When it comes to Orson Welles, I am an enthusiast but not an expert. I started this project as an excuse to delve into the man's life and legacy. Mostly, I wanted to see Welles' impact on film for myself. It was also my hope that I might encourage others to discover his works. Though I don't necessarily envy anyone approaching Welles' films for the first time. Despite having left behind a filmography that is celebrated by critics and historians, the preservation and availability of his works leaves much to be desired.
A significant number of Welles' films are currently unavailable on DVD in North America. This is due in part because of Welles' later European period, in which some of his films were shot sporadically when he could find willing investors. The other significant factor comes in the form of Welles' daughter Beatrice. Beatrice Welles is notoriously protective of her late father's works. So much so that she has prevented the restoration and release of a number of his films.
Also, it must be noted that with the exception of Citizen Kane, the majority of Welles' films were altered by the studios that released them. One such film is the subject of this post, 1958's Touch of Evil, starring Charlton Heston and Janet Leigh.
Touch of Evil is essentially a film noir. A sparsely lit crime film with a dubious moral code. The story goes that Welles was originally hired only to play the main antagonist in the film, the iconic Police Captain Hank Quinlan. It was reportedly Heston who urged the studio to allow Welles to direct the film as well. At this point in Welles' career, the studios were not eager to have him behind the camera. There was concern that Welles would not be able to complete the film on time and on budget.
It should therefore come as little surprise that the final cut of the film was taken away from Welles not long after he had completed principal photography. Having seen Welles' original cut, the studio (Universal International) hired another director to re-shoot and re-cut parts of the film. After seeing the studio cut of the film, Welles wrote a 58 page memo to Universal detailing how he felt the film should be edited and released. Universal did not take Welles' suggestions into consideration while editing the film. The studio cut would be the version of the film that was given a theatrical release in 1958, with a run time of approximately 98 minutes.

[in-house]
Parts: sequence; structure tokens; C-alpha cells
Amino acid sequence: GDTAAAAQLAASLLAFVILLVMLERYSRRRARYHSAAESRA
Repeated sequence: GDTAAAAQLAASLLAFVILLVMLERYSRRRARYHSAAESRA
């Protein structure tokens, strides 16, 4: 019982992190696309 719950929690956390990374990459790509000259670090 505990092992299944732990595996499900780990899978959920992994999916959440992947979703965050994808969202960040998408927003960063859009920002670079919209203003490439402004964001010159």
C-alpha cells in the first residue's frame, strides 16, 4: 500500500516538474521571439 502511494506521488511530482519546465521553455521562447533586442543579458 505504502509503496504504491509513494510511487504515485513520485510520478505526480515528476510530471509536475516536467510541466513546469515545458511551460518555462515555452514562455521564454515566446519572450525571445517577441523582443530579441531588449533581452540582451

In the mid 1970s, Universal discovered that they had another version of the film in their vaults. This version, running approximately 108 minutes, still contained elements that had been re-shot after control of the film had been taken away from Welles. And despite being released on video as the "complete uncut version," it would be another two decades before a definitive version of the film was released.
In 1998, the film was re-edited in accordance with the 58 page memo. This version, running 111 minutes, removes all sequences that were re-shot by the studio. This restored version is the only version of the film currently available on DVD. And while it remains the closest approximation of Welles' vision for the film, it must be noted that there are no copies in existence of Welles' original cut.
The film itself is celebrated for its opening sequence, a lengthy tracking shot of a bomb in the trunk of a car as it makes its way across the US/Mexico border. Easily one of the best scenes ever crafted by Welles, it is a masterpiece of choreography and camera work.
It's also interesting to note that while the film initially focuses on Heston's character, it eventually shifts towards Welles' character. Welles' performance as the Machiavellian Hank Quinlan is quite possibly one of his best. Welles' naturalistic acting style is not unlike the method acting of Marlon Brando during his peak years. And while it is difficult to take Charlton Heston serious as a Mexican, it is refreshing to see him portray a character that is somewhat subdued. Also in the film is Marlene Dietrich as Welles' gypsy confidante and a blink-and-you'll-miss-it cameo from Zsa Zsa Gabor.
Perhaps one of the oddest aspects of the film is Welles' appearance. The character of Hank Quinlan is an obese man, having taken up junk food as a substitute for alcohol. To achieve this look, Welles' wore a substantial amount of padding and prosthetic makeup. It is somewhat ironic, considering his appearance in the film mirrors his appearance later in real life. In his later years, Welles weighed as much as 350 pounds.
The restored cut of Touch of Evil is available on DVD through Universal Studios.
[Images taken from: infolab.stanford.edu, www.filmreference.com, www.cesta.cz, tsutpen.blogspot.com, and blog.oregonlive.com]